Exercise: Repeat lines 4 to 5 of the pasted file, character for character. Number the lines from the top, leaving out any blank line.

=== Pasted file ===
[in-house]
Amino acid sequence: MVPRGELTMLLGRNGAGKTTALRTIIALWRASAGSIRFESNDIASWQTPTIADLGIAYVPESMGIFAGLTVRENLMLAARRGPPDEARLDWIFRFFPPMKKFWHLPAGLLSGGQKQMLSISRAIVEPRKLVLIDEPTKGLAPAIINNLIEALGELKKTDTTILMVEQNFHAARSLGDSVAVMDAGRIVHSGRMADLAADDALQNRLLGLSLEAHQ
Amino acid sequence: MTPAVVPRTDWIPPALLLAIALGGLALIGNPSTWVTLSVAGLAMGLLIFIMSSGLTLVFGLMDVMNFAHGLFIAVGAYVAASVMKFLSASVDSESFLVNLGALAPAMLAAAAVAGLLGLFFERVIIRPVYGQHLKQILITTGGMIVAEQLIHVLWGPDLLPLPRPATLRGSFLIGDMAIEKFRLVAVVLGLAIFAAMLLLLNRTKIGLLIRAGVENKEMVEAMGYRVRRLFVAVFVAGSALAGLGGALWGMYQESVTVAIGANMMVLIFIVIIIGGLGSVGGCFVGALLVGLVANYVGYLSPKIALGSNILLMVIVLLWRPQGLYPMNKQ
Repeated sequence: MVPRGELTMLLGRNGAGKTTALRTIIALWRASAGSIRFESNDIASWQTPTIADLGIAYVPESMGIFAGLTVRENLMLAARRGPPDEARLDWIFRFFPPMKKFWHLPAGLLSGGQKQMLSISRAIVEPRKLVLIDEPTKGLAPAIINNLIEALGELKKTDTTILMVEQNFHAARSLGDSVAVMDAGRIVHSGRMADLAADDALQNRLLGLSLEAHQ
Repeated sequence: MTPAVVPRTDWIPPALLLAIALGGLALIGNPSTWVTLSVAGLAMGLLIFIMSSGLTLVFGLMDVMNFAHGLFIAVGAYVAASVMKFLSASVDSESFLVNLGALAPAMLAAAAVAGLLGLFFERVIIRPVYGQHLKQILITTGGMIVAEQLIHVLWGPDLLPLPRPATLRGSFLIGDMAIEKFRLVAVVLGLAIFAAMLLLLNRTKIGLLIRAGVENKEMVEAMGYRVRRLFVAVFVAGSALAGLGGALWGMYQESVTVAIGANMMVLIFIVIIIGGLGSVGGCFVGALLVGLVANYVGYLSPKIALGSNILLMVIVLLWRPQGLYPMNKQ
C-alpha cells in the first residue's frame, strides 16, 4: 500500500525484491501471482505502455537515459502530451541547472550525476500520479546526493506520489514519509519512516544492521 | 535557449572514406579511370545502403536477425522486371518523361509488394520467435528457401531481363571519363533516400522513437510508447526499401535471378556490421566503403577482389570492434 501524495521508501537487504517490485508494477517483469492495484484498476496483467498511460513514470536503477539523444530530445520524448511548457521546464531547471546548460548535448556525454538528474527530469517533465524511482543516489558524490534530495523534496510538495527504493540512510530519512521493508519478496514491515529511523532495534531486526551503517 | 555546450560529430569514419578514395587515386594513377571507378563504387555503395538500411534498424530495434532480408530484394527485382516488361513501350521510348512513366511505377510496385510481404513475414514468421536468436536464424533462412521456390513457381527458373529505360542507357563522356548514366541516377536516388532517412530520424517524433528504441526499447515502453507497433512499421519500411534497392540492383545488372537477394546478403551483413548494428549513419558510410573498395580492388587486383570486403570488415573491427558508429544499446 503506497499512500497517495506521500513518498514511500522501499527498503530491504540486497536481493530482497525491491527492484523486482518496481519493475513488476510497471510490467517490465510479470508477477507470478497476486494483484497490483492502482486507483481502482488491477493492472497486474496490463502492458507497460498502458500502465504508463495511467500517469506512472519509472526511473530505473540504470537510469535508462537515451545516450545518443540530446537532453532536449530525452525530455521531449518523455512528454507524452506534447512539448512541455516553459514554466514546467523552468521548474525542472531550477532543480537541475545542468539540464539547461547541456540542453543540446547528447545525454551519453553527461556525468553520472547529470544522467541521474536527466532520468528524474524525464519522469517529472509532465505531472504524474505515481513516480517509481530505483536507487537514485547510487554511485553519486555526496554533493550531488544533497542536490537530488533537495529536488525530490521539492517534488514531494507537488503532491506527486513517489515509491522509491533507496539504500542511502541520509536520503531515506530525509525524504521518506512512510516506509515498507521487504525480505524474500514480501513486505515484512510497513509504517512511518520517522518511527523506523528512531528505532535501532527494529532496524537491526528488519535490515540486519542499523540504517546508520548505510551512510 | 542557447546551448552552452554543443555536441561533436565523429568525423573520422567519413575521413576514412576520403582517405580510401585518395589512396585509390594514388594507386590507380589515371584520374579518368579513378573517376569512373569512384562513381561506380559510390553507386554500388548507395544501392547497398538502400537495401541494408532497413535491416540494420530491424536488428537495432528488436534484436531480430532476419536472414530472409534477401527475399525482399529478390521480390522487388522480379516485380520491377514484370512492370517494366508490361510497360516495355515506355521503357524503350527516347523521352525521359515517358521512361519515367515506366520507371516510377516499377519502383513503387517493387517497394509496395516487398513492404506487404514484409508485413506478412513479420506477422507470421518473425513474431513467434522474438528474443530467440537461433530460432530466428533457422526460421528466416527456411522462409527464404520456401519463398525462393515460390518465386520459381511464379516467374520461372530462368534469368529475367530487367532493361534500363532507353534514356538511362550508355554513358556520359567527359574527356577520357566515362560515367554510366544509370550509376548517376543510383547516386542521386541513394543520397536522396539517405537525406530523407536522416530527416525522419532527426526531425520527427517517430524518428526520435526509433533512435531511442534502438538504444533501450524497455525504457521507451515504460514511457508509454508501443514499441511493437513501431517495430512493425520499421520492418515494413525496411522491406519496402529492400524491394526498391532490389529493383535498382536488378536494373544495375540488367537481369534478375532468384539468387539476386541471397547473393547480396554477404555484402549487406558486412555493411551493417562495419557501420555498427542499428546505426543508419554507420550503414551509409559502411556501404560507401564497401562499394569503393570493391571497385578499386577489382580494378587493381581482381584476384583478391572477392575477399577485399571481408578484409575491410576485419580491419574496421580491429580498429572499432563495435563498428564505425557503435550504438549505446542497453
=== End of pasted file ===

Repeated sequence: MVPRGELTMLLGRNGAGKTTALRTIIALWRASAGSIRFESNDIASWQTPTIADLGIAYVPESMGIFAGLTVRENLMLAARRGPPDEARLDWIFRFFPPMKKFWHLPAGLLSGGQKQMLSISRAIVEPRKLVLIDEPTKGLAPAIINNLIEALGELKKTDTTILMVEQNFHAARSLGDSVAVMDAGRIVHSGRMADLAADDALQNRLLGLSLEAHQ
Repeated sequence: MTPAVVPRTDWIPPALLLAIALGGLALIGNPSTWVTLSVAGLAMGLLIFIMSSGLTLVFGLMDVMNFAHGLFIAVGAYVAASVMKFLSASVDSESFLVNLGALAPAMLAAAAVAGLLGLFFERVIIRPVYGQHLKQILITTGGMIVAEQLIHVLWGPDLLPLPRPATLRGSFLIGDMAIEKFRLVAVVLGLAIFAAMLLLLNRTKIGLLIRAGVENKEMVEAMGYRVRRLFVAVFVAGSALAGLGGALWGMYQESVTVAIGANMMVLIFIVIIIGGLGSVGGCFVGALLVGLVANYVGYLSPKIALGSNILLMVIVLLWRPQGLYPMNKQ